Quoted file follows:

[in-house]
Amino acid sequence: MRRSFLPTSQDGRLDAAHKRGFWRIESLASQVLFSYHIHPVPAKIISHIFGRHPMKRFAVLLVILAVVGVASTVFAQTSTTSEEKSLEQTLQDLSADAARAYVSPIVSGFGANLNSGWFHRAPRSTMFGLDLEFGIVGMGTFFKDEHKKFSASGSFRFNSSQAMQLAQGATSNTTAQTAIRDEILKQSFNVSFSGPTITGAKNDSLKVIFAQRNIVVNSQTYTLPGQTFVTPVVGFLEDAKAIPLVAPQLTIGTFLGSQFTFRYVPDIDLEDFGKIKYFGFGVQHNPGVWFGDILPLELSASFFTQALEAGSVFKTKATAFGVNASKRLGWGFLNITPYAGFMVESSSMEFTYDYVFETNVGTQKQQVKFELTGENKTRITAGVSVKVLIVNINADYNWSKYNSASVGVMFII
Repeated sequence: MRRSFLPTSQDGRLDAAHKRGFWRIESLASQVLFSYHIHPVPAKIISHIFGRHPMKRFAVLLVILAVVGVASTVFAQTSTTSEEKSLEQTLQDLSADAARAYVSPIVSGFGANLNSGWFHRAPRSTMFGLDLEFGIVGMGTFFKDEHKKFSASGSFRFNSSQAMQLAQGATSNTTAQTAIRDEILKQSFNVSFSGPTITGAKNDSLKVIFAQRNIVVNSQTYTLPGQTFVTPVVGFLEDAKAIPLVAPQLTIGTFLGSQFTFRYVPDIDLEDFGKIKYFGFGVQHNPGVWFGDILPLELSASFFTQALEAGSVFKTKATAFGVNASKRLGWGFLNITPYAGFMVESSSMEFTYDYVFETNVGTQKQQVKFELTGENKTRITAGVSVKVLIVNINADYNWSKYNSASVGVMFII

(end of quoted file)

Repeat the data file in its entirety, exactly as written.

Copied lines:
[in-house]
Amino acid sequence: MRRSFLPTSQDGRLDAAHKRGFWRIESLASQVLFSYHIHPVPAKIISHIFGRHPMKRFAVLLVILAVVGVASTVFAQTSTTSEEKSLEQTLQDLSADAARAYVSPIVSGFGANLNSGWFHRAPRSTMFGLDLEFGIVGMGTFFKDEHKKFSASGSFRFNSSQAMQLAQGATSNTTAQTAIRDEILKQSFNVSFSGPTITGAKNDSLKVIFAQRNIVVNSQTYTLPGQTFVTPVVGFLEDAKAIPLVAPQLTIGTFLGSQFTFRYVPDIDLEDFGKIKYFGFGVQHNPGVWFGDILPLELSASFFTQALEAGSVFKTKATAFGVNASKRLGWGFLNITPYAGFMVESSSMEFTYDYVFETNVGTQKQQVKFELTGENKTRITAGVSVKVLIVNINADYNWSKYNSASVGVMFII
Repeated sequence: MRRSFLPTSQDGRLDAAHKRGFWRIESLASQVLFSYHIHPVPAKIISHIFGRHPMKRFAVLLVILAVVGVASTVFAQTSTTSEEKSLEQTLQDLSADAARAYVSPIVSGFGANLNSGWFHRAPRSTMFGLDLEFGIVGMGTFFKDEHKKFSASGSFRFNSSQAMQLAQGATSNTTAQTAIRDEILKQSFNVSFSGPTITGAKNDSLKVIFAQRNIVVNSQTYTLPGQTFVTPVVGFLEDAKAIPLVAPQLTIGTFLGSQFTFRYVPDIDLEDFGKIKYFGFGVQHNPGVWFGDILPLELSASFFTQALEAGSVFKTKATAFGVNASKRLGWGFLNITPYAGFMVESSSMEFTYDYVFETNVGTQKQQVKFELTGENKTRITAGVSVKVLIVNINADYNWSKYNSASVGVMFII